Platypus is a semiaquatic mammal that lay eggs. The common residence for this animal include the lakes and streams of eastern Australia. They can also be found in Tasmania. They are the one of the few mammals that reproduce by lay eggs, known as monotremes. Another name for platypus is the duck-billed platypus. When platypus was first discovered, its unique appearance caused considerable confusion and uncertainty between European natural historians and scientists. Many thought that the creature was not real. Platypus is one of the distinctive animals in the animal domain. Its body is sleek and furry. It has a flat bill and a paddle-shaped tail. Besides, a platypus has webbed feet that contain toxic spurs, dense fur, and a sensitive, flexible bill. Other facts about platypuses are described in the following sections.
The female platypus is smaller than the male platypus; the males can measure up to 60 cm long from the tip of the bill to the tip of the tail. Typically, females are 370 to 550 millimeters, and males are 400 to 630 millimeters long. The weight for females ranges from 600 to 1,700 grams, while the males weigh about 800 to 3,000 grams. The platypuses have heavy skeletons, which look like the ones for the reptiles; both the platypuses and reptiles’ skeletons have pectoral girdles and legs that are spread out. A young platypus has teeth which drop out in their first interaction with water.
One adaptation that helps the platypuses stay warm in water is its dense, thick fur. Mostly, the fur is dark brown except for the patch of lighter-colored fur on the lower side, and lighter fur nearby each eye. When platypuses are swimming, their front feet help them since they have another skin that acts as a paddle. When they are on land, their claws are made more strong by the webbing retracts. The awkward walk of these animals on their knuckles keeps the webbing from harm. The billed platypuses are rubbery, flexible, and have a smooth touch that feels like suede. It has many receptors (held by the skin of their bill) that help the animal navigate when in the water and discover the movement of possible food such as the shrimp.
Platypuses navigate with the tails and hind feet and swim with the front feet. Platypuses can move swim very well in the water as compared to when they are moving across the land. Notably, they use about 30% additional energy while moving on land than when swimming through the water. When they are disturbed, platypuses can make a relatively quiet growling sound. The animal can determine the direction of the electric source, explaining why they exhibit the side-by-side movement of their heads when looking for food. The platypuses sleep during the day, and they stay in the burrows when they are not looking for food. Platypuses can take as long as ten to twelve hours hunting for food.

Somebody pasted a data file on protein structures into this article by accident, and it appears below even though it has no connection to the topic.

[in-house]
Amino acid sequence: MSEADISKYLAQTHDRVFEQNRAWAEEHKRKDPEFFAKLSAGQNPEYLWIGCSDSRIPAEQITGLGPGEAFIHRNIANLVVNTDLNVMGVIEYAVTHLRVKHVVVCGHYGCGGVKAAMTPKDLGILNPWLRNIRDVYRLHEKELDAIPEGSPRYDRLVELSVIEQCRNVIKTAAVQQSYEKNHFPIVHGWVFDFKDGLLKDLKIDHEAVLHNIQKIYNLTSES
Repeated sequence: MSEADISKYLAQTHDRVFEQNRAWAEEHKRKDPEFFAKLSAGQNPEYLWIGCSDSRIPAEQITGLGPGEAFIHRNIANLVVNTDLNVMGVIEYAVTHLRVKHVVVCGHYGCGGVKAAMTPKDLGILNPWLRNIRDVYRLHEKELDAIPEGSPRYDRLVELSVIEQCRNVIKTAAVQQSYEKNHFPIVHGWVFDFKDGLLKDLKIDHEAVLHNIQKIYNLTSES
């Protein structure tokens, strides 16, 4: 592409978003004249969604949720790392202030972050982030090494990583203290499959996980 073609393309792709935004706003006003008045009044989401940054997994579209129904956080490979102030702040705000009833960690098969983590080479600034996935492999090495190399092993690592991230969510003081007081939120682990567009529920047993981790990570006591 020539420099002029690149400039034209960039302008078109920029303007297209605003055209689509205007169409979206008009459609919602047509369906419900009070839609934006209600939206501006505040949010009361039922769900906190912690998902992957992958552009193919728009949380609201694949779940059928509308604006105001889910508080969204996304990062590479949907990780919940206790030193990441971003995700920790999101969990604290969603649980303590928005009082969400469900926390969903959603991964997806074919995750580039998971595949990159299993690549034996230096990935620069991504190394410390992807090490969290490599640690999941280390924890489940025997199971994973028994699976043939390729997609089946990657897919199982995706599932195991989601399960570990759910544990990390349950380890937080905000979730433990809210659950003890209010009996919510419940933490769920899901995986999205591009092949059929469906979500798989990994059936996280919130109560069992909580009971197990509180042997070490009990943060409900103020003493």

Habitat and Range
These animals are found only in a small part of the world. Freshwater areas that run into and out the eastern and southern coast of Australia and island of Tasmania are homes to the platypuses. They toddle onto the watersides to dig burrows using their claws, mostly when they are on the water. The other habitats for platypuses include ledges, under rocks, debris, and roots. Even though platypuses mostly stay in the water, they cannot entirely stay underwater, but they only stay for 0.5 to 2.3 minutes inside the water. They have waterproof fur skin that shelters their eyes and ears. In addition, their noses stay shut when they in the water to enhance prevention of water from entering. The platypuses can survive in climate extremes even though they only live on one side of the continent. Platypuses have been found in tropical rainforests, lowlands, plateaus, and the cold mountains of Tasmania as well as the Australian high mountains. The tails of the platypuses store more fat for energy while the thick, waterproof fur keeps the platypuses warm in the cold climatic conditions.
Platypuses are carnivorous; their food include insects and shellfish in water. Their sensitized bills help them discover food in the muddy bottom of the water as they swim. Platypuses have only grinding plates since they have no teeth and so when they find something for food, they scoop them up in their beaks then store in the cheek pouches and swim to the surface. They then use any pebbles or mud they scooped up alongside their prey/food at the bottom of the water to smash the food into digestive parts.
Platypuses are one of the very few mammals that secrete venom. At the back of the males’ hind feet, there is a spur that is joined to the venom-secreting glands; platypus uses them against animals that prey on them or in battles with other males during breeding. According to the Australian Platypus Conservatory, the poison venom and the spurs are essential to the male platypuses while they ate striving to breed. The venom can cause severe swelling and intense pain but not life menacing to humans.
The female platypus excavates down inside the ground on the waterside and covers herself into one of her tunnel rooms when it is time to breed. She will then lay eggs and put them between her tail and her rump to provide warmth. During this period, they use fats stored in the tails for food supply. The eggs, after around ten days, hatch and then babies begin to suckle for three to four months. Baby platypuses are capable of swimming on their own at the time they start looking for other food apart from their mother’s milk.